Prognostic Implications of Sentinel Lymph Node Mapping in Stage I and II Colorectal Cancer Patients
The aim of the study was to identify lymph node micrometastases in order to demonstrate the prognosis of colorectal cancer patients staged I and II undergoing curative surgery. We conducted a prospective study on a total of 44 patients with stage I–III colorectal cancer, undergoing radical surgery at the Fifth Department of Surgery of Cluj-Napoca Municipal Clinical Hospital between September 2012 and January 2015. For the identification of micrometastases we used the sentinel lymph node mapping by two techniques, in vivo and ex vivo. In N0 patients we conducted an immunohistochemical study to identify micrometastases. Patients were followed 3 years after surgery to identify possible relapses. The mean age was 63 years, 24 patients were males and 20 (45.5%) women. Ten patients (12.8%) had stage I cancer, 12 patients (27.3%) had stage II cancer, and 22 had stage III cancer. Sentinel lymph node detection rate was similar for the in vivo technique and for the ex vivo technique. The percentage for the detection of micrometastases was 25% in vivo and 33.3% ex vivo. The 3-year postoperative recurrence rate was 25% in overstaged patients. The presence of micrometastases should be considered as a negative prognostic factor in patients with stage I and II colorectal cancer.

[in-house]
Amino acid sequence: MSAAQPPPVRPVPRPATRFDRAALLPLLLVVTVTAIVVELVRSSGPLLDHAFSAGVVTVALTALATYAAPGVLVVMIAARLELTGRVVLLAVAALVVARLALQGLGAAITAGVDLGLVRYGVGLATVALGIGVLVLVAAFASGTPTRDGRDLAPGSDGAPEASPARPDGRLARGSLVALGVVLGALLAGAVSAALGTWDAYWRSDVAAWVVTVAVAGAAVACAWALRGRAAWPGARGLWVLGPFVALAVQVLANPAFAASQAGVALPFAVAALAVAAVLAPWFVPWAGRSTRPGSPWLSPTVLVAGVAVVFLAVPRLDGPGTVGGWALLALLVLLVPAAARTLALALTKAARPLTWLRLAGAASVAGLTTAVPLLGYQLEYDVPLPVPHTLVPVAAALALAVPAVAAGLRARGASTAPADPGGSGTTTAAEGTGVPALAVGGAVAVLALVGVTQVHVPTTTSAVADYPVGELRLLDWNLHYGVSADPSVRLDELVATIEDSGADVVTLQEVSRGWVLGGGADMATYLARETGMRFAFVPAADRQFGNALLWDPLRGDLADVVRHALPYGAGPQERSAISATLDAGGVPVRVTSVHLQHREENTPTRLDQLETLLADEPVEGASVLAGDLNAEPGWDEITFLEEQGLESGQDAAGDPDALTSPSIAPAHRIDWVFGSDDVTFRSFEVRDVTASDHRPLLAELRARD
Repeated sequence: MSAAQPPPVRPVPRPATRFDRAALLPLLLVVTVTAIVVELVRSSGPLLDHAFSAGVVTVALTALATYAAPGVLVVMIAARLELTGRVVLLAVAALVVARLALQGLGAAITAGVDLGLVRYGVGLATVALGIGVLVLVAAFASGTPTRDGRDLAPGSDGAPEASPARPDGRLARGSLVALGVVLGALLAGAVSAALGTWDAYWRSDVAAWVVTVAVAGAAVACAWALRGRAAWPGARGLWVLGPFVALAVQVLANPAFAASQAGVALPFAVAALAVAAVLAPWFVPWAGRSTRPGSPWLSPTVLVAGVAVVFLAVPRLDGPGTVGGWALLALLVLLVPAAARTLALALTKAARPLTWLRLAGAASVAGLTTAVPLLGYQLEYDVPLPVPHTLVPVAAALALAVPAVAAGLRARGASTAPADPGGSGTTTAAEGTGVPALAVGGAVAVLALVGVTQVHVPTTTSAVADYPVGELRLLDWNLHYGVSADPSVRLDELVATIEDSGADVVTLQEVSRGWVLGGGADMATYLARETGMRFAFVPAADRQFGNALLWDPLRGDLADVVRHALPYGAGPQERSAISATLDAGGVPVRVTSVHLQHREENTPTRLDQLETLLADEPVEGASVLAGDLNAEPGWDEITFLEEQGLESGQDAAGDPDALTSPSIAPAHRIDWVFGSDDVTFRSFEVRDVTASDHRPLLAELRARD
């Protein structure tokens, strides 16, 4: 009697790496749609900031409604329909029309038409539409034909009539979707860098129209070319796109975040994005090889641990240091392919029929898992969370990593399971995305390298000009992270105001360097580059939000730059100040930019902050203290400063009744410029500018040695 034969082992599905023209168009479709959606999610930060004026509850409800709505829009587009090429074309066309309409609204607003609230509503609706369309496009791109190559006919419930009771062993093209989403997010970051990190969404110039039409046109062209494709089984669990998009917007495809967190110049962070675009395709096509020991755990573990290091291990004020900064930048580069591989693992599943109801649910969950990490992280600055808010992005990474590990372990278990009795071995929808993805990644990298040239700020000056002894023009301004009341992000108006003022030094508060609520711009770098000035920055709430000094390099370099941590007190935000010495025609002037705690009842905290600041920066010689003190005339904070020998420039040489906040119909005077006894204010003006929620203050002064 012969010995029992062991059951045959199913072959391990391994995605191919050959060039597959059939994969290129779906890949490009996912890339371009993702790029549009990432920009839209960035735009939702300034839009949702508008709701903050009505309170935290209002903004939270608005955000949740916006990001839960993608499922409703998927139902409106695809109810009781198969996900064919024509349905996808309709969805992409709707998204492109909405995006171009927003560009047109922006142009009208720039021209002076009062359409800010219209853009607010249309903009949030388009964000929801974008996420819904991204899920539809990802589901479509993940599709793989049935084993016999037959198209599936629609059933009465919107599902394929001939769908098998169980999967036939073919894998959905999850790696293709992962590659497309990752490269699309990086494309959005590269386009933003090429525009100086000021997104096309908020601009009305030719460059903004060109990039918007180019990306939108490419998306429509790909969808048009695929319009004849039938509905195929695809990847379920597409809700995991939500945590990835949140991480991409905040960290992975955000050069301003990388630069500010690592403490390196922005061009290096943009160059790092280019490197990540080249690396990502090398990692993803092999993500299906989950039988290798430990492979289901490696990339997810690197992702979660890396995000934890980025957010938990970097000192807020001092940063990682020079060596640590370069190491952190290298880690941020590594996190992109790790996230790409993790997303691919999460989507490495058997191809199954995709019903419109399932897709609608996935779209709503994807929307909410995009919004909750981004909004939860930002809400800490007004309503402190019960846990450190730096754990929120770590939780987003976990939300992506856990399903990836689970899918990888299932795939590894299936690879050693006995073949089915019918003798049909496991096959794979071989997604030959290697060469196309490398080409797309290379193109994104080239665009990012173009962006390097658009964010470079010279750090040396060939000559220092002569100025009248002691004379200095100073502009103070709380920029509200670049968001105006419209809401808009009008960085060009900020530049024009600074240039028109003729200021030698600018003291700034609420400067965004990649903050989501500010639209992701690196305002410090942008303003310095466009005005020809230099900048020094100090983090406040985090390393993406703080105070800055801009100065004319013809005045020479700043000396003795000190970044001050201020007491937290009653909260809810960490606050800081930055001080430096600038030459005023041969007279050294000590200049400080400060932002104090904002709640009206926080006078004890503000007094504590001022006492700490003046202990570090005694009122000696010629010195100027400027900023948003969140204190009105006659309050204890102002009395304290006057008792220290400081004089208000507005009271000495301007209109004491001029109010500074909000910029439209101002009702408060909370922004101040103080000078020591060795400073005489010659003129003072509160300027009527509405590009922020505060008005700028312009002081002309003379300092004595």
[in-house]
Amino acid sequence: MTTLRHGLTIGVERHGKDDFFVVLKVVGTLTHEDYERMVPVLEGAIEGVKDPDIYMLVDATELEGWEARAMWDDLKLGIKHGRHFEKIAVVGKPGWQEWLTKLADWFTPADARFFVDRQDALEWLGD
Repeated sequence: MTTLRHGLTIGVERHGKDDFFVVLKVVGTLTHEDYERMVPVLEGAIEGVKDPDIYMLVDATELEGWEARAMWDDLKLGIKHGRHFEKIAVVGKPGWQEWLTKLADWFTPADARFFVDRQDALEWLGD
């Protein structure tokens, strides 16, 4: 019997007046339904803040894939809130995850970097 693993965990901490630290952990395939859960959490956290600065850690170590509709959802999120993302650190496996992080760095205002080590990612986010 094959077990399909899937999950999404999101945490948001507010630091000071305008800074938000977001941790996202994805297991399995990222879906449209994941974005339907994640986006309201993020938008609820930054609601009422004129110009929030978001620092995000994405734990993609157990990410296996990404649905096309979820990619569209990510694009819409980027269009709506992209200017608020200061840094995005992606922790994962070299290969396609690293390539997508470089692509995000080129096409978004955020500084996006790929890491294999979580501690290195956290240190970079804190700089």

KeywordsMicrometastases Colorectal cancer Prognosis Sentinel lymph node
Conflict of Interest
The authors declare that they have no conflict of interest.
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